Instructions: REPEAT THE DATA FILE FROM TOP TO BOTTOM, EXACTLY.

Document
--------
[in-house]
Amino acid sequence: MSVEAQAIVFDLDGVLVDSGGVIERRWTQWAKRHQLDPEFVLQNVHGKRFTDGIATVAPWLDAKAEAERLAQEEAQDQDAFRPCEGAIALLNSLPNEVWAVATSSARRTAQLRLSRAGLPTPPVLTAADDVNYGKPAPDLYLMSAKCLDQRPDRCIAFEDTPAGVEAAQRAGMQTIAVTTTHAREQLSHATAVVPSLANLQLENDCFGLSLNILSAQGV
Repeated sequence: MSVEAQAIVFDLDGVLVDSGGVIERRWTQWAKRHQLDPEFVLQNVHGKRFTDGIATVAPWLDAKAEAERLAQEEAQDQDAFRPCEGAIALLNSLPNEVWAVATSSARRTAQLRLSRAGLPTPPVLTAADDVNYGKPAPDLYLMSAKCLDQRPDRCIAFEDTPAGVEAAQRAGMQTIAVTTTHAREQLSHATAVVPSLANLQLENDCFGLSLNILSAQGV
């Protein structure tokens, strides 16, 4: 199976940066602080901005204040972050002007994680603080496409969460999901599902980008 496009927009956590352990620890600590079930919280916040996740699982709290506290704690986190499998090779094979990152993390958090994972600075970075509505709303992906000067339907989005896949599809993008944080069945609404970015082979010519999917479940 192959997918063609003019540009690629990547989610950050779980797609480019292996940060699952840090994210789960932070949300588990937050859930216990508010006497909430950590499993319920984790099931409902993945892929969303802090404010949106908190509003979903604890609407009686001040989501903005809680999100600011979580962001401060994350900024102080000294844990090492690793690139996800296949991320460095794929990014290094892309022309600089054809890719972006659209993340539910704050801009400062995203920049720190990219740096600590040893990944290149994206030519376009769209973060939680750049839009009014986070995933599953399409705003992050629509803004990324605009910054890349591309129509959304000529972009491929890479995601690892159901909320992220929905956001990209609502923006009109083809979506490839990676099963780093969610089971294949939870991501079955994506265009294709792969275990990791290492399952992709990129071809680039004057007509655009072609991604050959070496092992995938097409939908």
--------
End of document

[in-house]
Amino acid sequence: MSVEAQAIVFDLDGVLVDSGGVIERRWTQWAKRHQLDPEFVLQNVHGKRFTDGIATVAPWLDAKAEAERLAQEEAQDQDAFRPCEGAIALLNSLPNEVWAVATSSARRTAQLRLSRAGLPTPPVLTAADDVNYGKPAPDLYLMSAKCLDQRPDRCIAFEDTPAGVEAAQRAGMQTIAVTTTHAREQLSHATAVVPSLANLQLENDCFGLSLNILSAQGV
Repeated sequence: MSVEAQAIVFDLDGVLVDSGGVIERRWTQWAKRHQLDPEFVLQNVHGKRFTDGIATVAPWLDAKAEAERLAQEEAQDQDAFRPCEGAIALLNSLPNEVWAVATSSARRTAQLRLSRAGLPTPPVLTAADDVNYGKPAPDLYLMSAKCLDQRPDRCIAFEDTPAGVEAAQRAGMQTIAVTTTHAREQLSHATAVVPSLANLQLENDCFGLSLNILSAQGV
């Protein structure tokens, strides 16, 4: 199976940066602080901005204040972050002007994680603080496409969460999901599902980008 496009927009956590352990620890600590079930919280916040996740699982709290506290704690986190499998090779094979990152993390958090994972600075970075509505709303992906000067339907989005896949599809993008944080069945609404970015082979010519999917479940 192959997918063609003019540009690629990547989610950050779980797609480019292996940060699952840090994210789960932070949300588990937050859930216990508010006497909430950590499993319920984790099931409902993945892929969303802090404010949106908190509003979903604890609407009686001040989501903005809680999100600011979580962001401060994350900024102080000294844990090492690793690139996800296949991320460095794929990014290094892309022309600089054809890719972006659209993340539910704050801009400062995203920049720190990219740096600590040893990944290149994206030519376009769209973060939680750049839009009014986070995933599953399409705003992050629509803004990324605009910054890349591309129509959304000529972009491929890479995601690892159901909320992220929905956001990209609502923006009109083809979506490839990676099963780093969610089971294949939870991501079955994506265009294709792969275990990791290492399952992709990129071809680039004057007509655009072609991604050959070496092992995938097409939908």